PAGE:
Street food as we understand it these days, was once pretty much confined to crammed Asian cities. The West however, is catching on to one, just how much fun it can be, two, how tasty it is, and three, the convenience and price. Whether it’s a destination truck you simply must visit for their particular delicacy, or just grabbing something on the run, street food is definitely on the up, everywhere. Street food doesn’t have to be complicated or gourmet; humble is good, traditional is good and the best thing is, anything goes, which too is good. Here are 7 Top Street Foods from Around the World:
Now don’t screw your nose up, but this most Japanese of street food is octopus. A bite sized chunk of tender, sweet octopus is dipped in batter and cooked on a hot plate until golden. The ball is then given a variety of toppings – maybe katsuobushi (flakes of bonito) or aonori (powdered green seaweed), you then dip it in your sauce of choice, either takoyaki (hence the name) or just plain mayonnaise, and finally you take a bite of its deliciousness.
Sounds fancy doesn’t it? It’s actually a sweet tart from Portugal and is definitely the country’s favorite street food. The shell is a buttery flaky pastry and the filling is a sweet creamy egg custard, most often topped with a sprinkling of custard. There is one bakery in Lisbon that sells nearly 20,000 daily, but they also closely guard their secret recipe. Only 3 people know how to make their particular version.
In America you call them pork rinds. In the UK, we call them scratchings and they come in little bags with about 8 pieces in usually about an inch in length. In Mexico however, the concept is taken to the extreme. They don’t cut up the bits of pork to bite size pieces. In Mexico, pork scratchings – known as chicharrones – are the size of a pillow slip. Tooth-breakingly delicious!
The German, east meets west hotdog! It’s actually far from being the wurst- groan – and is in fact among the best European street food. It is a sausage, much like the best hot dog wiener, cut into bite-sized chunks and smothered in a bright red sauce, the main ingredients of which are tomato ketchup and curry powder. The Germans love it with a side order of fries smothered in mayonnaise.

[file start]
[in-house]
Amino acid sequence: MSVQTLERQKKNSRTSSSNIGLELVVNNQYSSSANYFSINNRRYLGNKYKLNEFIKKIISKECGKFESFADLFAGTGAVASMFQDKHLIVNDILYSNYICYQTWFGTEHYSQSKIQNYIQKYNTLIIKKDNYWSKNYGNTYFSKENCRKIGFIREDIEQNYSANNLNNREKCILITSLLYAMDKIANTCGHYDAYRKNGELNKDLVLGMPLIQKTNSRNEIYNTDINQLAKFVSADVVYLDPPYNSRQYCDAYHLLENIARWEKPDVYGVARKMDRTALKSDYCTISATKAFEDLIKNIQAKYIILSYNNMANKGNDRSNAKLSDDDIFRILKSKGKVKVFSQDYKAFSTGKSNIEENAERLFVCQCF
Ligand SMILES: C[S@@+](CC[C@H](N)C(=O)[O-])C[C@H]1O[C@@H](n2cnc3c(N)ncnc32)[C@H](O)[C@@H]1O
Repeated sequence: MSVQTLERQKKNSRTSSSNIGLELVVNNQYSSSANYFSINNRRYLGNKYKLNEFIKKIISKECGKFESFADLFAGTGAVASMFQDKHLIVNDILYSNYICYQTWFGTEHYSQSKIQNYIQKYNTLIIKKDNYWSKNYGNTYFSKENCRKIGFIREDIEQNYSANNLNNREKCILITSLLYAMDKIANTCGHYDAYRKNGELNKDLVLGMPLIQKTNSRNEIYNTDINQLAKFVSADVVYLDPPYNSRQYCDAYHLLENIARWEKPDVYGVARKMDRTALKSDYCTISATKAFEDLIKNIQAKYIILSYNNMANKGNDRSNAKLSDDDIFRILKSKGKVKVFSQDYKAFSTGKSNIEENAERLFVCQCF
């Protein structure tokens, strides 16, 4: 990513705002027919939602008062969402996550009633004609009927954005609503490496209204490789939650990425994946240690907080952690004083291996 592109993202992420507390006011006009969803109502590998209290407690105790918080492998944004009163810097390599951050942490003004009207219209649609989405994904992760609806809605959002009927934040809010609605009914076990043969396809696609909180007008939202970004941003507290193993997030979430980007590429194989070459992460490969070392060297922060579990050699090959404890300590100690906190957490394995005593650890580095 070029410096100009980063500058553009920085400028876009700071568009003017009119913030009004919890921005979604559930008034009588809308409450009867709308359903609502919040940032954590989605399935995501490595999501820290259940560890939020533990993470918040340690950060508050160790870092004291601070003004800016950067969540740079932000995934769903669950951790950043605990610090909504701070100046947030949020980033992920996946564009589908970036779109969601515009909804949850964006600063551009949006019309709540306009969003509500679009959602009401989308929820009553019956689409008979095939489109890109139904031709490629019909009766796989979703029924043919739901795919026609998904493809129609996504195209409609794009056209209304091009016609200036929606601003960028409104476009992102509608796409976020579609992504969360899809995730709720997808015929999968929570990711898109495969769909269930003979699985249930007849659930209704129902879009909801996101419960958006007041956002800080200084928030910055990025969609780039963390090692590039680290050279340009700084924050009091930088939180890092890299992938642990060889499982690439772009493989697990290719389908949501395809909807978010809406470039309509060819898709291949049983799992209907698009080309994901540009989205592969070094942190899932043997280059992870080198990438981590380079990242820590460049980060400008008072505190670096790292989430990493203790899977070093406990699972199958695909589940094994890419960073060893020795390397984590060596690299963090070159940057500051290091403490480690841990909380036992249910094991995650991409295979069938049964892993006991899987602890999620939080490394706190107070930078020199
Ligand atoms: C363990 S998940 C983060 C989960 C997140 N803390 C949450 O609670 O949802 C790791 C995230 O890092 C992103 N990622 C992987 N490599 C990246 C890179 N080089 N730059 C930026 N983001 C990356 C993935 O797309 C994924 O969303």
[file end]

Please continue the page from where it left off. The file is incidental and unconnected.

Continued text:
Not all street food is easy to eat on the move, but when it is practically considered a national dish, getting it down your front is an acceptable hazard. The chilli crab of Singapore is simple – one of the first rules of street food – just delicious, sweet crab tossed in a rich curry and tomato sauce. It’s often served with toasted buns called mantou, to make sure all that luscious gravy is mopped up.
Fancy a crepe made from rice and black lentil batter? If so, join the many many millions of Indians who snack on this ubiquitous street food of the nation’s cities. More prevalent in the largely vegetarian south, an authentic dosa is only cooked on one-side until it is golden crisp. Although it can be eaten alone, it can also be served with various veggie sauces/stews, fiery hot salsa types and a whole range of chutneys with heavy doses of chilli, tomato, coriander and coconut. In Chennai, the favorite accompaniment is sambar, a thin sauce made from lentils to which curry spices and vegetables are added. It’s all served on a steamed banana leaf.
The Italians truly have made some incredible contributions to world cuisine, and whilst munching on a slice of fluffy pizza topped with spicy pepperoni is quite delightful, surely their best addition to the world of street food is gelato, aka ice cream. It comes in its own edible wrapper (cornet or cone depending on where you are), which means no waste. Big chains have somewhat ’homogenized’ ice creams, but take a walk round the streets of Florence having picked up your favorite flavor at a gelato street vendor who only sells home-made and you’ll understand why somebody invented ice cream.
It was really hard to pick just 7 top street foods and undoubtedly, just about everyone has a favorite not listed above. I’ve let you have a bite of mine, so feel free to share yours.
Top Image Source: pinterest.com
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